10 Jun 2008

Cutting through years of history and skipping some unbelievable backstory, Kilrush Town Council recently began putting it about that they needed to move from their current home in the old courthouse in the middle of town to a larger facility. Several developers presented themselves as possible suitors, including the owner of an ideally located, newly renovated, perfectly sized building who offered the Council his turnkey solution for €1.7m +/-. (I don’t know much about the other offers, but I’m told that each in their own way had their merits.) Anyway, Suitor Number One was kept at arm’s length – in that arm's length way that only Local Authorities can pull off – the KTM (Kilrush Town Manager) was playing her cards close to her chest.  

Time passed.

Then, a few weeks back and sort of out of the blue, Kilrush Town Council announced its decision in relation to its new home. To everyone’s surprise it had opted for the solution which, on the face of it, was by far the least suited to its needs: a burnt out, 12-year-derelict, former hotel which would cost €1.4m to buy and several millions more to restore - some newspapers say something like €5m, but I don’t know where this figure comes from. The decision raised eyebrows for all sorts of reasons – first, the building in question is owned by controversial local businessman Anthony Kelly; second it’s been sitting idle for so long many believe the Council could have exercised any number of ways to acquire it for less than nothing.

The KTM, who by the way is tipped to fill the soon to be vacant County Manager’s position next year, deflected public disquiet about the manner in which the purchase was handled (lack of transparency in tendering procedures, no obvious studies in relation to value for money, site suitability, evaluation of alternatives, etc.) by breezily informing local reporters ‘commercial sensitivity’ was preventing her from being as open about things as she ideally would be. But pushed by one reporter on where the money would come to fund the project, KTM couldn’t hide behind the ‘commercially sensitive’ veil to cover the fact that she hadn’t got an answer. She doesn’t know where the money will come from. Nobody does.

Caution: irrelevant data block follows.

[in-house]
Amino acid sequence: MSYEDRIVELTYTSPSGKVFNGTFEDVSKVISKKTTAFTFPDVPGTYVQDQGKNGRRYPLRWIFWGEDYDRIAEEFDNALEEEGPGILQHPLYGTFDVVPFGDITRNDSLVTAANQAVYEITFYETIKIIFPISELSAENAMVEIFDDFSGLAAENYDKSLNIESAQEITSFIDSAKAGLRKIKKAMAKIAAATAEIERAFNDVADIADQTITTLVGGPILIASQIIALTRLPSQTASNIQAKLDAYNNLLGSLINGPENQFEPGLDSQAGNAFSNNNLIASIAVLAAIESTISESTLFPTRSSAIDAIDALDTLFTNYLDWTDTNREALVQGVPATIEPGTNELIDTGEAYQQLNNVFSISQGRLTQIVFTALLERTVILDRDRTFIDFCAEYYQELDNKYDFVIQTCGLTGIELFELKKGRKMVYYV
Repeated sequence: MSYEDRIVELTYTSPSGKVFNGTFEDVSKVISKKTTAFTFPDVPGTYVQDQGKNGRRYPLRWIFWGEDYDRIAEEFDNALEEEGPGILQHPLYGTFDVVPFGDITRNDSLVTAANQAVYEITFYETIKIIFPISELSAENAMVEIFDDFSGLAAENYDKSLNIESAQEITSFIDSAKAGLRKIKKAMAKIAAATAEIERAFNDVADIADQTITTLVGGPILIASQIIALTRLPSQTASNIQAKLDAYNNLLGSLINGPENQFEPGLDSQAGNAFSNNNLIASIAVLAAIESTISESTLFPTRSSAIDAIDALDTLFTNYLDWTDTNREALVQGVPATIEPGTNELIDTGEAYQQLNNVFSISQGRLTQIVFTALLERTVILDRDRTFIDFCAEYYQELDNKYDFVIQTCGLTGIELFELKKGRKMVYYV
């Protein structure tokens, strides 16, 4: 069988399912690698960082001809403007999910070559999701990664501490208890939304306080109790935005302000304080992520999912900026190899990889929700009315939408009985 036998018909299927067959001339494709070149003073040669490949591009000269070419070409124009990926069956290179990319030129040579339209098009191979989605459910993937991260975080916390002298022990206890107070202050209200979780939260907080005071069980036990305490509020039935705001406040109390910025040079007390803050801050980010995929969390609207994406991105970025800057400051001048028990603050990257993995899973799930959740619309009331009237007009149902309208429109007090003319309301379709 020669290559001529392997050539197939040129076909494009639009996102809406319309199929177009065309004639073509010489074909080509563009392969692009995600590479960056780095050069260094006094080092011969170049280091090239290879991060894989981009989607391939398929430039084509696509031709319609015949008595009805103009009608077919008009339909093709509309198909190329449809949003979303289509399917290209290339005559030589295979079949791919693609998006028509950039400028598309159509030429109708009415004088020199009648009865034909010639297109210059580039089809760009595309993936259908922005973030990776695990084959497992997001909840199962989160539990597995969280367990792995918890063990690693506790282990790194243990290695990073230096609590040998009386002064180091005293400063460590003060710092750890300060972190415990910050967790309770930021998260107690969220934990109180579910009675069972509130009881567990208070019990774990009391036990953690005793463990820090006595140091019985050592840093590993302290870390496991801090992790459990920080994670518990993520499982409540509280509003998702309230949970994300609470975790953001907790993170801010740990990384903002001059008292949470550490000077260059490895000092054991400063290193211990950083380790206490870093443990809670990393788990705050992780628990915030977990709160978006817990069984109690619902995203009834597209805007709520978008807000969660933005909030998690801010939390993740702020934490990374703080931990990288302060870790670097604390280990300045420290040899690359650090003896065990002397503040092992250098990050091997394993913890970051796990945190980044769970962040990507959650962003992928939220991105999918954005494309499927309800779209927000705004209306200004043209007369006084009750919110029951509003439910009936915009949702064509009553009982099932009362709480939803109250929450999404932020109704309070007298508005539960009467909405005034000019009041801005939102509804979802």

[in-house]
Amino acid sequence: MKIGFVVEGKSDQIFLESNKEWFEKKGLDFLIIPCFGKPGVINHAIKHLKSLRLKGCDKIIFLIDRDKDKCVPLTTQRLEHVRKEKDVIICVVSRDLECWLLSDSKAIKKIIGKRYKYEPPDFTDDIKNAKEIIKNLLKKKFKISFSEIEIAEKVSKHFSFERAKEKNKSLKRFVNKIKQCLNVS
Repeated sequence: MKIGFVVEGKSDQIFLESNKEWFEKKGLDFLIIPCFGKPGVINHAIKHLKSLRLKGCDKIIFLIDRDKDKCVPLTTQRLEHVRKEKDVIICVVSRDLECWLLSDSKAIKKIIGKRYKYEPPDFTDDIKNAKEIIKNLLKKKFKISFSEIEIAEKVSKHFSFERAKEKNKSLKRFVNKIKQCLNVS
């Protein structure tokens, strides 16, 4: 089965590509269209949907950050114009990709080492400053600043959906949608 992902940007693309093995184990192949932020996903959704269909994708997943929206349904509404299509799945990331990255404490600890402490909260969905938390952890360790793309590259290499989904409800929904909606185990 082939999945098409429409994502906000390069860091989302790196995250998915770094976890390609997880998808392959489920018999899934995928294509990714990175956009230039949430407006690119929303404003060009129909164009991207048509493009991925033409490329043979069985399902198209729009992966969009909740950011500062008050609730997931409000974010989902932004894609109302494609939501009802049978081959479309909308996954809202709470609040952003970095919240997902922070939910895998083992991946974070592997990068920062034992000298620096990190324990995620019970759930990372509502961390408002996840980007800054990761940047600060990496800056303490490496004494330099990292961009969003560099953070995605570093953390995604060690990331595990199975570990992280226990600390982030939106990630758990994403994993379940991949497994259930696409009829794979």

Then last week, KTM informed County Councillors from the Kilrush area that the Town Council had already entered into contract negotiations on the purchase of the burnt out hotel. When pressed on the matter by FG Councillor Madeleine Taylor-Quinn, amongst others, KTM offered no details.

Cut to last evening and a meeting of the County Council in Ennis (where, remember, Councillors are already in a state of nuclear war with officials on a variety of other planning issues). First, it emerged that attempts by various Councillors to have the Kilrush situation included on the agenda for the meeting were resisted. But, when proceedings finally got underway, the matter somehow managed to be discussed (if that's the word I’m looking for). Order broke down and mayhem followed in the midst of which KTM left the Chamber. When called back by Cllr. Taylor-Quinn to give an explanation of how Kilrush Town Council could enter into such a peculiar looking, not to mention fantastically expensive-to-the-tax-payer, deal without justifying its actions to its public, KTM arrived back twenty minutes later and told those gathered she had no obligation to divulge any further detail than was already known.  

The Minister for the Environment, John Gormley, has been made aware of what’s happening in Kilrush. But noises coming from the Minister’s people suggest he thinks the situation is best ‘handled by Kilrush Town Council and/or Clare County Council’.

In Ireland, the term ‘local authority’ is a bit of a misnomer. The way the system is set up, what we refer to as ‘the local authority’ is really just a local branch of the Department of the Environment. Locally elected councillors have very little power. Power lies with the officials, and the officials with the most power are those handpicked and planted by the Department. So, when things are going pear shaped within a local authority, as they clearly, clearly are in Clare, logic would suggest that the Department should step in to intervene. After all, if the Department doesn’t, who does?

Since taking up the position as Minister, Gormley has been faster than most to make his opinions felt regarding Council activities which don’t meet his approval; rezonings and the like. Pansie Bunfights, in other words. Well, Kilrush is no Pansie Bunfight, so perhaps its not the kind of thing he feels he should be involved in.

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